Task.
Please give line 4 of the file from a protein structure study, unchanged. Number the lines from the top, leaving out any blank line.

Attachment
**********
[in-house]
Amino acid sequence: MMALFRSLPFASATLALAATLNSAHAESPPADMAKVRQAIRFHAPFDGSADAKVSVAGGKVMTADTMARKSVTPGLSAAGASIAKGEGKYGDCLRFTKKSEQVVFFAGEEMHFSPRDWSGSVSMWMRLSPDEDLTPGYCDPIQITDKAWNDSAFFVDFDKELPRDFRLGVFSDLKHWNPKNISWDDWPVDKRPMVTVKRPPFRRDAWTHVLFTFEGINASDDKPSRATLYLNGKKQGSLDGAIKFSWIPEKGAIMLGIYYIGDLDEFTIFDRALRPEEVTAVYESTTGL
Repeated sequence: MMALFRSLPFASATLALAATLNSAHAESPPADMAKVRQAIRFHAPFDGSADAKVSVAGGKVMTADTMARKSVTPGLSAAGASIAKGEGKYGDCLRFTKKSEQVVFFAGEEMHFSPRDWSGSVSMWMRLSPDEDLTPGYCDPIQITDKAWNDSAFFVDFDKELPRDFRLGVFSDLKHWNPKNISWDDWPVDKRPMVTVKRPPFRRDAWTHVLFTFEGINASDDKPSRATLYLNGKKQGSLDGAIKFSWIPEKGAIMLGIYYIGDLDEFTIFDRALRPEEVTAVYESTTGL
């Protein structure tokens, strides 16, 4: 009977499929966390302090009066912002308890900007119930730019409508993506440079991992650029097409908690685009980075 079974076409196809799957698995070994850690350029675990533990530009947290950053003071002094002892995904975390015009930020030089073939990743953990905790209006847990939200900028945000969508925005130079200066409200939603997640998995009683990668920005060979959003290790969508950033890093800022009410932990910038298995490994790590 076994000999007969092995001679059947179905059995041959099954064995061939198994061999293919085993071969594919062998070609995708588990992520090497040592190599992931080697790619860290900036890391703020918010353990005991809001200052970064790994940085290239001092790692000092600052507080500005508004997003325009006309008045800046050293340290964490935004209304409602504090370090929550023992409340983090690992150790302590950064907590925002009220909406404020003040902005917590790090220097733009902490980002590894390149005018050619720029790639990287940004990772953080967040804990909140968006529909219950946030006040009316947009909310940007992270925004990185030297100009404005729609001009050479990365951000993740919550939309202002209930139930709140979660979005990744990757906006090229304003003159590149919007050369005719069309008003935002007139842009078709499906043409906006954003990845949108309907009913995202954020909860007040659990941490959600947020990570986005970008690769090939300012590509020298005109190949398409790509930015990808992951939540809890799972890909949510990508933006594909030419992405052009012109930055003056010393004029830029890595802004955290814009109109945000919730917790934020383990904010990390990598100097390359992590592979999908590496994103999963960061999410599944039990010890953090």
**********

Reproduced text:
């Protein structure tokens, strides 16, 4: 009977499929966390302090009066912002308890900007119930730019409508993506440079991992650029097409908690685009980075 079974076409196809799957698995070994850690350029675990533990530009947290950053003071002094002892995904975390015009930020030089073939990743953990905790209006847990939200900028945000969508925005130079200066409200939603997640998995009683990668920005060979959003290790969508950033890093800022009410932990910038298995490994790590 076994000999007969092995001679059947179905059995041959099954064995061939198994061999293919085993071969594919062998070609995708588990992520090497040592190599992931080697790619860290900036890391703020918010353990005991809001200052970064790994940085290239001092790692000092600052507080500005508004997003325009006309008045800046050293340290964490935004209304409602504090370090929550023992409340983090690992150790302590950064907590925002009220909406404020003040902005917590790090220097733009902490980002590894390149005018050619720029790639990287940004990772953080967040804990909140968006529909219950946030006040009316947009909310940007992270925004990185030297100009404005729609001009050479990365951000993740919550939309202002209930139930709140979660979005990744990757906006090229304003003159590149919007050369005719069309008003935002007139842009078709499906043409906006954003990845949108309907009913995202954020909860007040659990941490959600947020990570986005970008690769090939300012590509020298005109190949398409790509930015990808992951939540809890799972890909949510990508933006594909030419992405052009012109930055003056010393004029830029890595802004955290814009109109945000919730917790934020383990904010990390990598100097390359992590592979999908590496994103999963960061999410599944039990010890953090």